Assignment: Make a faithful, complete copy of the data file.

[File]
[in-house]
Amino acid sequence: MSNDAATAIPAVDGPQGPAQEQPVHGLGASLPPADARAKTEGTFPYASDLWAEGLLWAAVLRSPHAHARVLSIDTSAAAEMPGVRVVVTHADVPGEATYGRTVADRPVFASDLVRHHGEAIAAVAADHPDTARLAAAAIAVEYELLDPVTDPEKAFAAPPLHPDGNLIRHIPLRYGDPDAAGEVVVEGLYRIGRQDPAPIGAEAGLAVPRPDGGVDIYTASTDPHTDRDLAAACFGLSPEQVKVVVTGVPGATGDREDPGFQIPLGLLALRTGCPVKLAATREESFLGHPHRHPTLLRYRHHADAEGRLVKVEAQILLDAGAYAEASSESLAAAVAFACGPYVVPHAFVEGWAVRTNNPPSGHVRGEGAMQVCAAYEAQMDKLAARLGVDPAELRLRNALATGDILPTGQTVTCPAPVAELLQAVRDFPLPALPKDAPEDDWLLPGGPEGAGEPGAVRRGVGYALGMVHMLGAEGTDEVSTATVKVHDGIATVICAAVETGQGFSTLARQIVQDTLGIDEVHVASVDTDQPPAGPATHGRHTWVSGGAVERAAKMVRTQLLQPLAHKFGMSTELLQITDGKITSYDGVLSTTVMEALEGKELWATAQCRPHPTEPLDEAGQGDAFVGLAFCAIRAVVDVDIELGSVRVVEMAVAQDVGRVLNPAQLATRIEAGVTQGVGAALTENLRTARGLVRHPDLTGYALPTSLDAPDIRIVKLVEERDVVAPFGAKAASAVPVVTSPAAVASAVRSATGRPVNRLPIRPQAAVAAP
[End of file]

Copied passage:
[in-house]
Amino acid sequence: MSNDAATAIPAVDGPQGPAQEQPVHGLGASLPPADARAKTEGTFPYASDLWAEGLLWAAVLRSPHAHARVLSIDTSAAAEMPGVRVVVTHADVPGEATYGRTVADRPVFASDLVRHHGEAIAAVAADHPDTARLAAAAIAVEYELLDPVTDPEKAFAAPPLHPDGNLIRHIPLRYGDPDAAGEVVVEGLYRIGRQDPAPIGAEAGLAVPRPDGGVDIYTASTDPHTDRDLAAACFGLSPEQVKVVVTGVPGATGDREDPGFQIPLGLLALRTGCPVKLAATREESFLGHPHRHPTLLRYRHHADAEGRLVKVEAQILLDAGAYAEASSESLAAAVAFACGPYVVPHAFVEGWAVRTNNPPSGHVRGEGAMQVCAAYEAQMDKLAARLGVDPAELRLRNALATGDILPTGQTVTCPAPVAELLQAVRDFPLPALPKDAPEDDWLLPGGPEGAGEPGAVRRGVGYALGMVHMLGAEGTDEVSTATVKVHDGIATVICAAVETGQGFSTLARQIVQDTLGIDEVHVASVDTDQPPAGPATHGRHTWVSGGAVERAAKMVRTQLLQPLAHKFGMSTELLQITDGKITSYDGVLSTTVMEALEGKELWATAQCRPHPTEPLDEAGQGDAFVGLAFCAIRAVVDVDIELGSVRVVEMAVAQDVGRVLNPAQLATRIEAGVTQGVGAALTENLRTARGLVRHPDLTGYALPTSLDAPDIRIVKLVEERDVVAPFGAKAASAVPVVTSPAAVASAVRSATGRPVNRLPIRPQAAVAAP